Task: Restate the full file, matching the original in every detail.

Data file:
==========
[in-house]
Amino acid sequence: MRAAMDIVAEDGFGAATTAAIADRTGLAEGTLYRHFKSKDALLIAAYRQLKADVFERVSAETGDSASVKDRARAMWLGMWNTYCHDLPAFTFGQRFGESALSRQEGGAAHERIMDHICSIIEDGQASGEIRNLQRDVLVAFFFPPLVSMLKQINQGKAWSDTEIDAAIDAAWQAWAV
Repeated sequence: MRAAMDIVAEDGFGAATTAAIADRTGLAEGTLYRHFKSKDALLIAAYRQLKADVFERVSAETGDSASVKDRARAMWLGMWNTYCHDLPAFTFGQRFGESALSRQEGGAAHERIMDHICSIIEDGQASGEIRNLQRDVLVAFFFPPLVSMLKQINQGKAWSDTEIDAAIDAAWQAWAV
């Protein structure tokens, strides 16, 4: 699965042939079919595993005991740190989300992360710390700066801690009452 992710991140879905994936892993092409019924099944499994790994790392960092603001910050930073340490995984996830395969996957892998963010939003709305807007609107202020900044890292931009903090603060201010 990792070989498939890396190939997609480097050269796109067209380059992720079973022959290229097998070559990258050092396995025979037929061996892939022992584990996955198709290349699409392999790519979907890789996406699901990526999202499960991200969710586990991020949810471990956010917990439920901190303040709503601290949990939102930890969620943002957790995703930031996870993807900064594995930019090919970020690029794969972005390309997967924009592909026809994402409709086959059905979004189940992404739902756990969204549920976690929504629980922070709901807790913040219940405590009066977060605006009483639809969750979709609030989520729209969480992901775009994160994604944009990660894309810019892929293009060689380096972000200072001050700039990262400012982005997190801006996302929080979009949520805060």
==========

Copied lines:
[in-house]
Amino acid sequence: MRAAMDIVAEDGFGAATTAAIADRTGLAEGTLYRHFKSKDALLIAAYRQLKADVFERVSAETGDSASVKDRARAMWLGMWNTYCHDLPAFTFGQRFGESALSRQEGGAAHERIMDHICSIIEDGQASGEIRNLQRDVLVAFFFPPLVSMLKQINQGKAWSDTEIDAAIDAAWQAWAV
Repeated sequence: MRAAMDIVAEDGFGAATTAAIADRTGLAEGTLYRHFKSKDALLIAAYRQLKADVFERVSAETGDSASVKDRARAMWLGMWNTYCHDLPAFTFGQRFGESALSRQEGGAAHERIMDHICSIIEDGQASGEIRNLQRDVLVAFFFPPLVSMLKQINQGKAWSDTEIDAAIDAAWQAWAV
């Protein structure tokens, strides 16, 4: 699965042939079919595993005991740190989300992360710390700066801690009452 992710991140879905994936892993092409019924099944499994790994790392960092603001910050930073340490995984996830395969996957892998963010939003709305807007609107202020900044890292931009903090603060201010 990792070989498939890396190939997609480097050269796109067209380059992720079973022959290229097998070559990258050092396995025979037929061996892939022992584990996955198709290349699409392999790519979907890789996406699901990526999202499960991200969710586990991020949810471990956010917990439920901190303040709503601290949990939102930890969620943002957790995703930031996870993807900064594995930019090919970020690029794969972005390309997967924009592909026809994402409709086959059905979004189940992404739902756990969204549920976690929504629980922070709901807790913040219940405590009066977060605006009483639809969750979709609030989520729209969480992901775009994160994604944009990660894309810019892929293009060689380096972000200072001050700039990262400012982005997190801006996302929080979009949520805060």